20% of an adult farmland bird's diet consists of larvae and insects, with earthworms accounting for the remaining 80%. However, as earthworms are not very nutritious, the birds need to consume them in large quantities in order to ingest enough nutrients. They find their food by foraging (probing) or by using their vision. Tactile hunters such as the black-tailed godwit and Eurasian oystercatcher have an elongated bill that they use to probe around in the soil. On the other hand, the Northern lapwing and the European golden plover – both of which use their vision to hunt – have large eyes and a short bill to snap up any prey that emerges from the ground. As earthworms only live in wet soil and dig deep into the ground in drought conditions, there must be a high groundwater level. The soil must also be rich in organic matter for the worms to feed on. Farmland birds also need large insects such beetles and spiders in order to rear their young successfully. These insects are most common in less dense vegetation, not in highly productive turf. The grass must also be high enough to offer protection from predators.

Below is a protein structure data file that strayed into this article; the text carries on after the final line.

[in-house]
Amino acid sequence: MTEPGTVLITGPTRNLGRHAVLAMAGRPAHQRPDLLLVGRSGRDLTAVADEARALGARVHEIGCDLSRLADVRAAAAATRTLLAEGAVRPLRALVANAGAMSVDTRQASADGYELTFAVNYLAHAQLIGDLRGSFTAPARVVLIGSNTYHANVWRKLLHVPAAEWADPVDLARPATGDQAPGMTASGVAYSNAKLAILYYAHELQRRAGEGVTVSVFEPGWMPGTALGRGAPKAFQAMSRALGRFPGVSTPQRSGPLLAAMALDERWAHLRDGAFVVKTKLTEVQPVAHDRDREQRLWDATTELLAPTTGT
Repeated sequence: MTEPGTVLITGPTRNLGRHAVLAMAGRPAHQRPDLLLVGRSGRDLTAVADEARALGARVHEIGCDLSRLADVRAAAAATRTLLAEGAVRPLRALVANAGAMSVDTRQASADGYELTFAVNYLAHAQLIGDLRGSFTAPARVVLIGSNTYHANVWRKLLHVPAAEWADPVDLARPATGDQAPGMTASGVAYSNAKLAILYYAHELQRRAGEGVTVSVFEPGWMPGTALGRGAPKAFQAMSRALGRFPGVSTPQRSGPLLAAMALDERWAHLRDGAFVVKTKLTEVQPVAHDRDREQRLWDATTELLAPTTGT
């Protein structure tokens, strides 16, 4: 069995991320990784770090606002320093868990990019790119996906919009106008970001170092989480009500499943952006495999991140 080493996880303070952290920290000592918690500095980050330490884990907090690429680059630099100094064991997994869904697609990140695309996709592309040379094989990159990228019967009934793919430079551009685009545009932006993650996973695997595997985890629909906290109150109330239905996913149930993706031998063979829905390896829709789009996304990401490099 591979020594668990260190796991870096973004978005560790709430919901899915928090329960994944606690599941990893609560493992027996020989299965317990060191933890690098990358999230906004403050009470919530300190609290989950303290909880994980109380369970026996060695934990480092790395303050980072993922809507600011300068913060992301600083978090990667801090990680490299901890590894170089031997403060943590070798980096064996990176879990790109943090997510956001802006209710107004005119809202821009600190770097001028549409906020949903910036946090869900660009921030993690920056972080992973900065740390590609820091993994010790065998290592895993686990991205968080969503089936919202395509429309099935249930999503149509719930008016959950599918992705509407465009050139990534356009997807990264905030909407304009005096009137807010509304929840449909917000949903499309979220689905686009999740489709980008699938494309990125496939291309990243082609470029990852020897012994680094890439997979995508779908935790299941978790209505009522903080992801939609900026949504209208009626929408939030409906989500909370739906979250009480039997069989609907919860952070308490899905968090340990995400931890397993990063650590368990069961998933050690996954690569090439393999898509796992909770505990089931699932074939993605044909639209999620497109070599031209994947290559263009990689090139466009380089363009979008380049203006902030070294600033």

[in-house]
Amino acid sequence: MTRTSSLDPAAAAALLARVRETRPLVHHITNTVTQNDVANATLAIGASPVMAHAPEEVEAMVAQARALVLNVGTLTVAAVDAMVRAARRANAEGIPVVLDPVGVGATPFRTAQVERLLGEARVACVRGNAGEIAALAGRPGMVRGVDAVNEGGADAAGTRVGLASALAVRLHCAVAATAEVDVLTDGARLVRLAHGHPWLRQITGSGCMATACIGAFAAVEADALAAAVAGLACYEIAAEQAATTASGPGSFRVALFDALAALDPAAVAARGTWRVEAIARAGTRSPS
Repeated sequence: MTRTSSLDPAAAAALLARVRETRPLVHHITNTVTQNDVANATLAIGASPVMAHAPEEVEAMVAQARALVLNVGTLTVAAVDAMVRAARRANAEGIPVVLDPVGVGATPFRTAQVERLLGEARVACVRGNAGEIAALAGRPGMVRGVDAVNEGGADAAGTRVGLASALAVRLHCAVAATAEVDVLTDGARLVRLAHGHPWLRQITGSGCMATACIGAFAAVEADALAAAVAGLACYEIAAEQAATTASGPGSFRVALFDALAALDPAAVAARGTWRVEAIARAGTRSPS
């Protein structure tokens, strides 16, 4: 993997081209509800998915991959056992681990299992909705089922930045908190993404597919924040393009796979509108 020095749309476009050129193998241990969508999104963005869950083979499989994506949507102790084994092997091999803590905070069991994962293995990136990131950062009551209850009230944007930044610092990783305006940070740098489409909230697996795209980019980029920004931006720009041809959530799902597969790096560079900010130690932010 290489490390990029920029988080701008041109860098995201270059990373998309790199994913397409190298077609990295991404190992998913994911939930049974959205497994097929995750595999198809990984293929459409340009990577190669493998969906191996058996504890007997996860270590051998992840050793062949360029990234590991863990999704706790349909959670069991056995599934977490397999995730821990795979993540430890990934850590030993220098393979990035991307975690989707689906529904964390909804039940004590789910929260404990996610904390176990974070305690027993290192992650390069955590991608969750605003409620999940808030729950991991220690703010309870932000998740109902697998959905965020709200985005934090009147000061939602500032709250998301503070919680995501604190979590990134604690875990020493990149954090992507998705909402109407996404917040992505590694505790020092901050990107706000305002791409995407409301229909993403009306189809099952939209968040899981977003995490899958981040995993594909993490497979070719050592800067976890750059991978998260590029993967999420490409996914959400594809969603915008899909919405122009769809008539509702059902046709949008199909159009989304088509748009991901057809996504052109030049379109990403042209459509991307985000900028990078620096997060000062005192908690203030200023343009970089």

A third factor in the birds’ decline is an increase in predation. ‘This is due to the fact that more and more animal species eat the birds’ eggs and chicks – and these predator species are increasing in numbers,’ explains Schotman. The birds’ predators include foxes, birds of prey, large seagulls, crows, herons, storks, stoats and martens. Farmland birds would be able to cope with this natural phenomenon in large-scale nature reserves with an abundant supply of food and plenty of vegetation cover. Both, however, are lacking in the current distribution range.